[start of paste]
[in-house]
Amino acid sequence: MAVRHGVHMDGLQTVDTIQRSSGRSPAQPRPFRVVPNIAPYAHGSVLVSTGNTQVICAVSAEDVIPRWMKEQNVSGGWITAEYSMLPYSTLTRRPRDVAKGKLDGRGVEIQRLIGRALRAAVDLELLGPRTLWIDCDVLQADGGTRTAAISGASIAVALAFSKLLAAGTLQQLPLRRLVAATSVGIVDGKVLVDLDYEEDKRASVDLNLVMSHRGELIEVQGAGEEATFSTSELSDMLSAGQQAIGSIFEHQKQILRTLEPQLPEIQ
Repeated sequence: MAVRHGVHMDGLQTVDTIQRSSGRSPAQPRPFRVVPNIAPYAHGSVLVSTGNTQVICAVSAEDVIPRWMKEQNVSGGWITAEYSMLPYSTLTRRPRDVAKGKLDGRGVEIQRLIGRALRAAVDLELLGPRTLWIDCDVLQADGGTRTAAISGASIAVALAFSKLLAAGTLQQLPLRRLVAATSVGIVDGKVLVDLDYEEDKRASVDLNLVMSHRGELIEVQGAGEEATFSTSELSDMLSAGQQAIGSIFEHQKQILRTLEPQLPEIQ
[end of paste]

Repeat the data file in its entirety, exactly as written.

[in-house]
Amino acid sequence: MAVRHGVHMDGLQTVDTIQRSSGRSPAQPRPFRVVPNIAPYAHGSVLVSTGNTQVICAVSAEDVIPRWMKEQNVSGGWITAEYSMLPYSTLTRRPRDVAKGKLDGRGVEIQRLIGRALRAAVDLELLGPRTLWIDCDVLQADGGTRTAAISGASIAVALAFSKLLAAGTLQQLPLRRLVAATSVGIVDGKVLVDLDYEEDKRASVDLNLVMSHRGELIEVQGAGEEATFSTSELSDMLSAGQQAIGSIFEHQKQILRTLEPQLPEIQ
Repeated sequence: MAVRHGVHMDGLQTVDTIQRSSGRSPAQPRPFRVVPNIAPYAHGSVLVSTGNTQVICAVSAEDVIPRWMKEQNVSGGWITAEYSMLPYSTLTRRPRDVAKGKLDGRGVEIQRLIGRALRAAVDLELLGPRTLWIDCDVLQADGGTRTAAISGASIAVALAFSKLLAAGTLQQLPLRRLVAATSVGIVDGKVLVDLDYEEDKRASVDLNLVMSHRGELIEVQGAGEEATFSTSELSDMLSAGQQAIGSIFEHQKQILRTLEPQLPEIQ